Only the Brave

First Hit: Inspiring true story about the Granite Mountain Hot Shots.

With the recent fires in northern California, this true story about the brave men who fight these fires on the ground with hoes and back fires was poignant.

Eric Marsh (James Brolin) is the committed “Supe” of a team of municipal level 2 firefighters. They’ve been training for years to become certified “Hot Shots.” Hot Shots are federally funded and government developed, trained and paid for firefighters. However, with the number of fires, expertise of the team, and history of success, this municipally trained and developed group of firefighters want a chance to be evaluated and hopefully certified as Hot Shots.

Brendan McDonough (Miles Teller) is a screw up. He spends most of his time getting high, but when confronted with his old casual girlfriend Natalie Johnson (Natalie Hall) saying she’s pregnant with his child, a switch flips and he wants to be a responsible parent. He hears of a job opening at the firefighting center and he goes into an interview.

In a wonderful scene, Marsh comes right out and asks Brendan when was the last time he used. Then when Brendan also explains that he’s going to be a father and wants to be there for his child. Marsh takes a chance on him despite other members of the crew disliking Brendan having had some history with him.

The film’s story is about redemption; the hard work of Marsh and his firefighting team along with Brendan learning to become a father.

The fire scenes were intensely striking. It was interesting and engaging to learn more about how Hot Shots work. I really enjoyed the camaraderie shown by the men as they worked together for a common goal. One of the best scenes in the film had nothing to do with a fire. It was Eric arguing with his wife Amanda (Jennifer Connelly) in their truck while driving home one night. It felt real, deep and powerful.

There were two downsides to this film for me. One was the role and or performance of Fire Chief Duane Steinbrink (Jeff Bridges). He seemed to not take this role seriously or created more of a characterization than being a helpful friend and strong fire chief. The second downside was the role of the chief’s wife Marvel (Andie McDowell). Her role was very limited and was clearly a scripting and direction issue. It was almost if it would have been a better if Duane was single because there was only one scene that I recall she had where she states something like the men are more married to the fire than their wives. On a more minor note, the whole symbolism of the burning bear didn’t quite work for me.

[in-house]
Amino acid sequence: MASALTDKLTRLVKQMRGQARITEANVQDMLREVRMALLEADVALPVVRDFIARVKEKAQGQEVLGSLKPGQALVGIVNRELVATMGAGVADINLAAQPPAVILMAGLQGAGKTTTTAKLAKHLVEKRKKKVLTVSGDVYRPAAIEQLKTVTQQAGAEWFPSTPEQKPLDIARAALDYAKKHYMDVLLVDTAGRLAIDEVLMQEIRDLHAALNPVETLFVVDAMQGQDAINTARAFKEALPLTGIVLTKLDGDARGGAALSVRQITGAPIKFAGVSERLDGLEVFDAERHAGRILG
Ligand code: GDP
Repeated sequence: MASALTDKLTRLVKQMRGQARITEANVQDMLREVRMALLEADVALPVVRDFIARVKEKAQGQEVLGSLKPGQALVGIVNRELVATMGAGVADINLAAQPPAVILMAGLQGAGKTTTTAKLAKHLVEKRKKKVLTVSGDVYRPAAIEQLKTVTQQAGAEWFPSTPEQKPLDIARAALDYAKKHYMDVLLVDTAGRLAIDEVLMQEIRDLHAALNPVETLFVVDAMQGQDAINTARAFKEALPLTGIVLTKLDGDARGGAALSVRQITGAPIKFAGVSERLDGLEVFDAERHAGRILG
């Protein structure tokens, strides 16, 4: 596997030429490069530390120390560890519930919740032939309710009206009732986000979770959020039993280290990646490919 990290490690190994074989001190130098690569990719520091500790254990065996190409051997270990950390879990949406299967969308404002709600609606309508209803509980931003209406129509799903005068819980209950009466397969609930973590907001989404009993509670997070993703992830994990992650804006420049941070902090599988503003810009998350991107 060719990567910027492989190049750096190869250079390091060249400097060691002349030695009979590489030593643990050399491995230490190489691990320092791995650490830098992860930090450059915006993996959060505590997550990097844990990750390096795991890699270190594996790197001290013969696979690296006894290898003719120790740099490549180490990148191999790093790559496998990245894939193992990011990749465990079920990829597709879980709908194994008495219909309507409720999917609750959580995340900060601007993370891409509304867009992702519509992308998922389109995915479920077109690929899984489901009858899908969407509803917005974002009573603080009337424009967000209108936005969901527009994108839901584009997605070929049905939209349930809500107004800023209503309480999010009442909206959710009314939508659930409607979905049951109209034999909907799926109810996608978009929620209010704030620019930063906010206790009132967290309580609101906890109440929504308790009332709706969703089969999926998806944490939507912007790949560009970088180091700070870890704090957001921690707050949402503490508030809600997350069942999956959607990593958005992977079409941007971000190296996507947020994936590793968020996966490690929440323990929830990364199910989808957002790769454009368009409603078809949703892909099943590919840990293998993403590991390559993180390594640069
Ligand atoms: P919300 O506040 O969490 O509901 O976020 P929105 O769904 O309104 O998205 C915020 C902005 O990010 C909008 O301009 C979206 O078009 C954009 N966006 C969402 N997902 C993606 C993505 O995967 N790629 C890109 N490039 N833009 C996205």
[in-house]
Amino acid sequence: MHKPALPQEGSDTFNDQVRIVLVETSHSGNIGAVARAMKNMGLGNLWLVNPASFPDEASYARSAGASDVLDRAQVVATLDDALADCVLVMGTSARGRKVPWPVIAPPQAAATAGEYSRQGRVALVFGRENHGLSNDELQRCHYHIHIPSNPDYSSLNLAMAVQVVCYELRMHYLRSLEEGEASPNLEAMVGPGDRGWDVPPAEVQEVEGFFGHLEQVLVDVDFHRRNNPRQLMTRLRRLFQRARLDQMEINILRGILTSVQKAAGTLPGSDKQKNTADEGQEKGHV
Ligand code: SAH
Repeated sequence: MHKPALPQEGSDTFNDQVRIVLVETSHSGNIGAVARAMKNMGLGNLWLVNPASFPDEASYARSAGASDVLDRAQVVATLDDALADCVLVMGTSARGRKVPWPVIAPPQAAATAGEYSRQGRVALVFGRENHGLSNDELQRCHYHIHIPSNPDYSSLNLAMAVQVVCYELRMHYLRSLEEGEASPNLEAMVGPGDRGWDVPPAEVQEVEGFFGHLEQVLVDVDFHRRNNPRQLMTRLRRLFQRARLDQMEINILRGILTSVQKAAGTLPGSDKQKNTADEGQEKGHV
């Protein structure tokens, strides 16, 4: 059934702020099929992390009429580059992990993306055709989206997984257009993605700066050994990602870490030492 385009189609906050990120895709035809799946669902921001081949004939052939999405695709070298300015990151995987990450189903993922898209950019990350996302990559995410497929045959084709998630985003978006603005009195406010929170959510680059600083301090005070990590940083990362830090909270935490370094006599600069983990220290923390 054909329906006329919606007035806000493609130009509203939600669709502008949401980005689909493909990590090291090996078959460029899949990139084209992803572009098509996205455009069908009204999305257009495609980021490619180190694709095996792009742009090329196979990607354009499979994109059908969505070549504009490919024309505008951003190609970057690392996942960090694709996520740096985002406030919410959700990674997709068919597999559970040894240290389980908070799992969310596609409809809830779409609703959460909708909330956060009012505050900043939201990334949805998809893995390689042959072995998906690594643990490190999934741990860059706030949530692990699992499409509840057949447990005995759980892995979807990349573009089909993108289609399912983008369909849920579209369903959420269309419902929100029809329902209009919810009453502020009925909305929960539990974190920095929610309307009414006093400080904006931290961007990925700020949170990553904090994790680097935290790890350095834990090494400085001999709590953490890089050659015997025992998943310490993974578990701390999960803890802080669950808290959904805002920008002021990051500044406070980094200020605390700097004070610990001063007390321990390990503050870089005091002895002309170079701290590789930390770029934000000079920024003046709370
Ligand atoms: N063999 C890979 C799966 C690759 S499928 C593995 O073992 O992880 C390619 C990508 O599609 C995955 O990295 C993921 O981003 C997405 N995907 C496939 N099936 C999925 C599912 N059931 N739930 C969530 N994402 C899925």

Teller was fantastic. His portrayal of a druggie and then his transformation to being a sober father was sublime. He continues to be an actor that deserves recognition for doing solid strong work. Brolin was very strong as the intense man who made fighting fires his drug of choice. Connelly was brilliant as Brolin’s wife. Her clear strength as a woman wanting to chart her course was wonderful. Bridges was wasted in this role and I felt bad that his performance brought this film down. McDowell was wasted in another way, she wasn’t given enough of a role to improve the film. Hall was very good in this minor but very important role. Ken Nolan and Eric Warren Singer wrote a strong screenplay except for the role of the fire chief’s wife. Joseph Kosinski did an excellent job of portraying the fire and how firefighting teams fight them; I was entranced during those scenes.

Overall: A powerful reminder of the power of fire and the amazing abilities of firefighters.